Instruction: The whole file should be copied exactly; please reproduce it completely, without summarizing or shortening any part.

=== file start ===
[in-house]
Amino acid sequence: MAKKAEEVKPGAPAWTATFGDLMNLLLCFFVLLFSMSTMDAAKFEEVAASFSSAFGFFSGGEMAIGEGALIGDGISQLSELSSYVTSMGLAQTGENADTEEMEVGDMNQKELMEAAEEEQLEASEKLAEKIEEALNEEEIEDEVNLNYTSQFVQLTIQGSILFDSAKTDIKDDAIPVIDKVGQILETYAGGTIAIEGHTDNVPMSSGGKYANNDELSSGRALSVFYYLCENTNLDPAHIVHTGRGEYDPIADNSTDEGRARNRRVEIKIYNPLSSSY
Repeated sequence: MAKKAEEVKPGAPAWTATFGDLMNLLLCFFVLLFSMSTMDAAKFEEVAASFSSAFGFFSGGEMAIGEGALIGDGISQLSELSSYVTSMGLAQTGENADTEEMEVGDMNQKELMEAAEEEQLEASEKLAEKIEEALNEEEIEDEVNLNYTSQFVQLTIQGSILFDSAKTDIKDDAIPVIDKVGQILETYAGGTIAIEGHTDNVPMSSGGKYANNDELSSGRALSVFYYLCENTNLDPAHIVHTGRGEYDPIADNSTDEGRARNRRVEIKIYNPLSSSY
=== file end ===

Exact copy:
[in-house]
Amino acid sequence: MAKKAEEVKPGAPAWTATFGDLMNLLLCFFVLLFSMSTMDAAKFEEVAASFSSAFGFFSGGEMAIGEGALIGDGISQLSELSSYVTSMGLAQTGENADTEEMEVGDMNQKELMEAAEEEQLEASEKLAEKIEEALNEEEIEDEVNLNYTSQFVQLTIQGSILFDSAKTDIKDDAIPVIDKVGQILETYAGGTIAIEGHTDNVPMSSGGKYANNDELSSGRALSVFYYLCENTNLDPAHIVHTGRGEYDPIADNSTDEGRARNRRVEIKIYNPLSSSY
Repeated sequence: MAKKAEEVKPGAPAWTATFGDLMNLLLCFFVLLFSMSTMDAAKFEEVAASFSSAFGFFSGGEMAIGEGALIGDGISQLSELSSYVTSMGLAQTGENADTEEMEVGDMNQKELMEAAEEEQLEASEKLAEKIEEALNEEEIEDEVNLNYTSQFVQLTIQGSILFDSAKTDIKDDAIPVIDKVGQILETYAGGTIAIEGHTDNVPMSSGGKYANNDELSSGRALSVFYYLCENTNLDPAHIVHTGRGEYDPIADNSTDEGRARNRRVEIKIYNPLSSSY